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Duggar wants statements suppressed, child porn charges dropped

by Ron Wood | August 24, 2021 at 4:22 a.m.
Joshua Duggar

FAYETTEVILLE -- Lawyers for Josh Duggar filed two motions to dismiss the child pornography case against him.

Duggar, 33, of Springdale, is charged with two counts involving receiving and possessing child pornography. U.S. District Judge Timothy L. Brooks set the case for jury trial Nov. 30.

Duggar, best known for being a part of his family's cable television reality show, is accused of using the internet in May 2019 to download and possess material, some of which depicts the sexual abuse of children younger than 12, according to court documents.

If convicted, Duggar faces up to 20 years of imprisonment and fines up to $250,000 on each count.

In the first motion, Duggar's attorneys argue the government failed to preserve potentially exculpatory evidence: searches done by investigators of electronic devices belonging to three people who, at various times, had access to Duggar's Springdale used car lot and the wireless internet at that location.

Officials preserved no evidence of those investigations, according to the motion.

One witness who was interviewed admitted to investigators he worked at the car lot at various times and, on several occasions, he even stayed at the car lot overnight without Duggar's knowledge or permission, according to the motion. That witness admitted to viewing adult pornography through websites he accessed through the internet on his cellular phone.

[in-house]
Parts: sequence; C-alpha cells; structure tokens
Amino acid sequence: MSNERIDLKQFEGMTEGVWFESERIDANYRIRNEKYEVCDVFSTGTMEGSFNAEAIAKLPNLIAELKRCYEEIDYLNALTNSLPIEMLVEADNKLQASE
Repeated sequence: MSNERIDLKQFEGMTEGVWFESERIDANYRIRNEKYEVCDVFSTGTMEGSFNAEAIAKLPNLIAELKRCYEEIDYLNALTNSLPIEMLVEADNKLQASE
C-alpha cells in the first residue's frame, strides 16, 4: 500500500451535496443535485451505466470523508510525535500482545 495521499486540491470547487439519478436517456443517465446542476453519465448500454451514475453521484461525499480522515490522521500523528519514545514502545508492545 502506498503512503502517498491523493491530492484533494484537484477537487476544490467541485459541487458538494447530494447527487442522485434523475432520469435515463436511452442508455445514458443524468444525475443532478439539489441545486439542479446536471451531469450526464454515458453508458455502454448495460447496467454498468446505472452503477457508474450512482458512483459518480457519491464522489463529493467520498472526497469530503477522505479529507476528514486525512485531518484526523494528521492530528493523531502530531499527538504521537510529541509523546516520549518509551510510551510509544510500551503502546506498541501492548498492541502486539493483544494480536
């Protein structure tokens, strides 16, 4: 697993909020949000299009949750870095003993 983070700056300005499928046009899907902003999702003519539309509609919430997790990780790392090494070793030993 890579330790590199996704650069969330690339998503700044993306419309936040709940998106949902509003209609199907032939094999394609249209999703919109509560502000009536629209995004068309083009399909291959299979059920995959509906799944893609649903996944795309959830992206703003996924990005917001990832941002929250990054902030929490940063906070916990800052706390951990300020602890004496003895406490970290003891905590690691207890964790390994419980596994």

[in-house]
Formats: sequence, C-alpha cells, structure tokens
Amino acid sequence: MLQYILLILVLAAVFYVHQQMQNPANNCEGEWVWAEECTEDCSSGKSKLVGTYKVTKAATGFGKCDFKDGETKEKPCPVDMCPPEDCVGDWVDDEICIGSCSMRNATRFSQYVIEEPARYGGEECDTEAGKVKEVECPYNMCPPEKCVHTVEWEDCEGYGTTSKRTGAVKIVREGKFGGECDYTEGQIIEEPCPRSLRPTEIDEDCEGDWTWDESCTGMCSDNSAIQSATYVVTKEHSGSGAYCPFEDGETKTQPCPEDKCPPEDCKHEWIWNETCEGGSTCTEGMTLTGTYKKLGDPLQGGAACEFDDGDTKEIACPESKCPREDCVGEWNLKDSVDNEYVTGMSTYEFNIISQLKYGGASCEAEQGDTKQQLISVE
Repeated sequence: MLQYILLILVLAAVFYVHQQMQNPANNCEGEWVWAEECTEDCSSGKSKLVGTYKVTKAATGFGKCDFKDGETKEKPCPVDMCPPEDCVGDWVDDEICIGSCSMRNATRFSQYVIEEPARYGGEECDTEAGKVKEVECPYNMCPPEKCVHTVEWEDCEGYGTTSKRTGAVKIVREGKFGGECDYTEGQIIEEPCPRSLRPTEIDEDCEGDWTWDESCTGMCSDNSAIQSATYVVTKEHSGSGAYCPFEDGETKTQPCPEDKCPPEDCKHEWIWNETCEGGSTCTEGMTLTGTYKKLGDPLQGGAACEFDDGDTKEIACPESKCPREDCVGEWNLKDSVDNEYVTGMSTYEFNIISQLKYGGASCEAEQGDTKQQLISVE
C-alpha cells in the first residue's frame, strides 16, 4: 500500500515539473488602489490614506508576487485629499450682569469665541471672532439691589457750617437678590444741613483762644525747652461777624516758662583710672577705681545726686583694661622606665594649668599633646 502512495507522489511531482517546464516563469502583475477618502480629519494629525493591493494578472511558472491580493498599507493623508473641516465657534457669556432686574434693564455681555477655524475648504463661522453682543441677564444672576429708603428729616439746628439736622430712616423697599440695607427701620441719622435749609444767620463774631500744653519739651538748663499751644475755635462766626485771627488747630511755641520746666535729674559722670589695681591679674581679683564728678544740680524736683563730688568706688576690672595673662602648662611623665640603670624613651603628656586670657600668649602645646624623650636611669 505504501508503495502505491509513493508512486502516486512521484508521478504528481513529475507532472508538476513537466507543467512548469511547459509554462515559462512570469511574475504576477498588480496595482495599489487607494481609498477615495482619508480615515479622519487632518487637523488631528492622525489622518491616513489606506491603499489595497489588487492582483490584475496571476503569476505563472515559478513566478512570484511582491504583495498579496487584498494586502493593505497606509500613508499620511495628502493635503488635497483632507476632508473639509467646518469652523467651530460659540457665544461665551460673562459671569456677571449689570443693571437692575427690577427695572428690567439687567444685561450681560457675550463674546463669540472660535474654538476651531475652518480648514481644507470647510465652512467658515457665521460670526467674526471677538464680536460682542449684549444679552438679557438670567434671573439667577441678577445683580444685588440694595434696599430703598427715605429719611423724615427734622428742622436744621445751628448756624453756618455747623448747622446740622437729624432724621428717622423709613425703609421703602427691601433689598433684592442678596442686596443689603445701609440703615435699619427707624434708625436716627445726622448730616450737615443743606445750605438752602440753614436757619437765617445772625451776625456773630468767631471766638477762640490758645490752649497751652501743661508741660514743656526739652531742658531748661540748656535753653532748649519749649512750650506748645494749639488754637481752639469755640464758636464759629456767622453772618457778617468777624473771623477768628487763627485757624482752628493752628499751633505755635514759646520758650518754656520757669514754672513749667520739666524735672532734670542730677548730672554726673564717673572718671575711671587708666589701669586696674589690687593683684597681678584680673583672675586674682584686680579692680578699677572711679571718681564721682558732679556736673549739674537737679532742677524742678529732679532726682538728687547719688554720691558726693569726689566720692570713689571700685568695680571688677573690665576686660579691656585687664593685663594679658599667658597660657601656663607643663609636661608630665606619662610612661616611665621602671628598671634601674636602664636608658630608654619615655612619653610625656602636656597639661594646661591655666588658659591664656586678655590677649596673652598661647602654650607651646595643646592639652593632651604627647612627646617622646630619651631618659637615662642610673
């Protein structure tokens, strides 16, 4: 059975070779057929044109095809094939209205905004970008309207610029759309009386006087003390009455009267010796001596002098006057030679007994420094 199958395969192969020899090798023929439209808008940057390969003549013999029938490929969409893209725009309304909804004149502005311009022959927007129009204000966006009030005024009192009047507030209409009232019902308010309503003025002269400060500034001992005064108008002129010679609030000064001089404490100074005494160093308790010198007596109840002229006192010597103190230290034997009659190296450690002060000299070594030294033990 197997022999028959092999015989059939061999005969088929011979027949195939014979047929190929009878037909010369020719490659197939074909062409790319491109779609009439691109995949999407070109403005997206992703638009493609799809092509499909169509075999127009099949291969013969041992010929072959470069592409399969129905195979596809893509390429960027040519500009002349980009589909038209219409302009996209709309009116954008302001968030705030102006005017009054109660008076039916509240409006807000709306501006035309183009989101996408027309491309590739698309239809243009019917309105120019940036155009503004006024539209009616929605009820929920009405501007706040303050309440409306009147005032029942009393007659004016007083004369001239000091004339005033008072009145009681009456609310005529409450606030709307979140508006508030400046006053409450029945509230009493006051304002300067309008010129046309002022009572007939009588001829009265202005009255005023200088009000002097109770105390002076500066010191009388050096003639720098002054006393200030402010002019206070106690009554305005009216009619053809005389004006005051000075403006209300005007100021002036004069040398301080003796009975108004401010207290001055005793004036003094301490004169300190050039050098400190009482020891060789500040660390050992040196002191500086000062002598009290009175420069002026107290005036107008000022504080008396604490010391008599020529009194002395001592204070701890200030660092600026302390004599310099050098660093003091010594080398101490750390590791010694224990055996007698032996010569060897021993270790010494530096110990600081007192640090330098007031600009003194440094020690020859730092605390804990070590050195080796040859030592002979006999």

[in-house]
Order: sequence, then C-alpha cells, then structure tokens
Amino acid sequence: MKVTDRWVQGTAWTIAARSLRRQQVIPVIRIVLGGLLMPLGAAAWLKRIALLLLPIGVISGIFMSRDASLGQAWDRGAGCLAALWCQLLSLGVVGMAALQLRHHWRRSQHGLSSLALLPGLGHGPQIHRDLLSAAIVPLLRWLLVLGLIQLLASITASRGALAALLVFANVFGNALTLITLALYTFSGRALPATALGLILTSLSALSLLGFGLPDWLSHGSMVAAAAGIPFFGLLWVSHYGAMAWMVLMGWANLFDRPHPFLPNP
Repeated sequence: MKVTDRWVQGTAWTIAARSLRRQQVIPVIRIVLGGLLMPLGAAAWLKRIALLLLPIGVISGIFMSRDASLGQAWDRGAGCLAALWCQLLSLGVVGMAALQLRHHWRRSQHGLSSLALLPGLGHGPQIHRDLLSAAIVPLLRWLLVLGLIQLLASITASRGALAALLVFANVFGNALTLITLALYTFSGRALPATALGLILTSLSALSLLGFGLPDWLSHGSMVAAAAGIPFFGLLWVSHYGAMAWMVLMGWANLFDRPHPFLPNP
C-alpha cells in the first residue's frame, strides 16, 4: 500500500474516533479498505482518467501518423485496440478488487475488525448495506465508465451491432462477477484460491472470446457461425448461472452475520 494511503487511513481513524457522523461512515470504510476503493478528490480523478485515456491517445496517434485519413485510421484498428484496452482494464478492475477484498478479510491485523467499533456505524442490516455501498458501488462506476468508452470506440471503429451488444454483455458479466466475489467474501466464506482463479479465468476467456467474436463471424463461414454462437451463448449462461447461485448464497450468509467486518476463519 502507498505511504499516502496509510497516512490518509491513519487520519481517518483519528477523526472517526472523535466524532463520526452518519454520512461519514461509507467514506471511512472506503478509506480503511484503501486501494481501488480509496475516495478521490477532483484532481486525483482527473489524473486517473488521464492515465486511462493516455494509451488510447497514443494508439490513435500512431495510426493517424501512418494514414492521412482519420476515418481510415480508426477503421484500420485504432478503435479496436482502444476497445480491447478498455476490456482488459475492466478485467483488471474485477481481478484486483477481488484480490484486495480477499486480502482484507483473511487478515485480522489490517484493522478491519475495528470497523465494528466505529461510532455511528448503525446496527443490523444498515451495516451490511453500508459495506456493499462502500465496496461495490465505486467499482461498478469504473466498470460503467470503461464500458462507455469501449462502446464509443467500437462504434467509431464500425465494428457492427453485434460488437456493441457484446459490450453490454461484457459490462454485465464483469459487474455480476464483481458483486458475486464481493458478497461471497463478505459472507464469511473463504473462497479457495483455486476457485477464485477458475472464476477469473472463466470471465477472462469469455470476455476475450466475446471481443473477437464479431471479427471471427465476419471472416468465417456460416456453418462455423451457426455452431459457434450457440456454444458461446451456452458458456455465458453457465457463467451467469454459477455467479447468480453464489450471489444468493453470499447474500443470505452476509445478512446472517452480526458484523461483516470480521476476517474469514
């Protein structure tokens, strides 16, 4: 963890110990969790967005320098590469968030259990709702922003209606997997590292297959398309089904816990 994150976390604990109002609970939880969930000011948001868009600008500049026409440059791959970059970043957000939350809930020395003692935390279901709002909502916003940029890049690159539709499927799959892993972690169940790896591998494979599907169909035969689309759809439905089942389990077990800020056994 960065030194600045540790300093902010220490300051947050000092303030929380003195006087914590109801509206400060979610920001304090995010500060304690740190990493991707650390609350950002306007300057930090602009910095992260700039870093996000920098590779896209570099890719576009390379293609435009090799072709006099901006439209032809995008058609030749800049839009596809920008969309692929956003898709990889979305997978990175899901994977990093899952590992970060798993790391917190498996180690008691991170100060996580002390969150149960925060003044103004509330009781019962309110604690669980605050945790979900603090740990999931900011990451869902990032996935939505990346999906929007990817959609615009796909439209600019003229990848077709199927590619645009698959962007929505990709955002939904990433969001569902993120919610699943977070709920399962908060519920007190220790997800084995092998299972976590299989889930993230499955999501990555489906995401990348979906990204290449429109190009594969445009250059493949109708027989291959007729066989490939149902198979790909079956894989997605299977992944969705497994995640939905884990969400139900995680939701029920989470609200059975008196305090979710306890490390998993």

The government said no evidence of criminal activity was found on that witness' phone or phones belonging to the two other individuals searched, according to the motion.

Duggar's lawyers say there might have been evidence such as internet search histories or evidence associated with the "dark web."

The other motion claims the case should be dismissed because the two acting secretaries of the U.S. Department of Homeland Security at the time of the Duggar investigation weren't properly appointed under the designated order of succession to serve when then-Secretary Kirstjen Nielsen resigned. Basically, the incorrect official assumed the title of acting secretary at that time, according to the motion.

Lawyers for Duggar also filed three motions to suppress evidence in the case. One argues investigators misled a judge about what computer files they were actually able to download from Duggar's computer to persuade the judge to issue a search warrant. Investigators waited too long to execute their examination of the electronic devices seized, allowing the warrant to become stale, according to the motion.

A second motion seeks to suppress all statements Duggar made to investigators because they physically seized his cellphone before Duggar could call his lawyer, then questioned him without his lawyer being present.

The third motion seeks to suppress photos of Duggar's hands and feet that were taken after his arrest.

Print Headline: Duggar's attorneys ask court to dismiss child-pornography case

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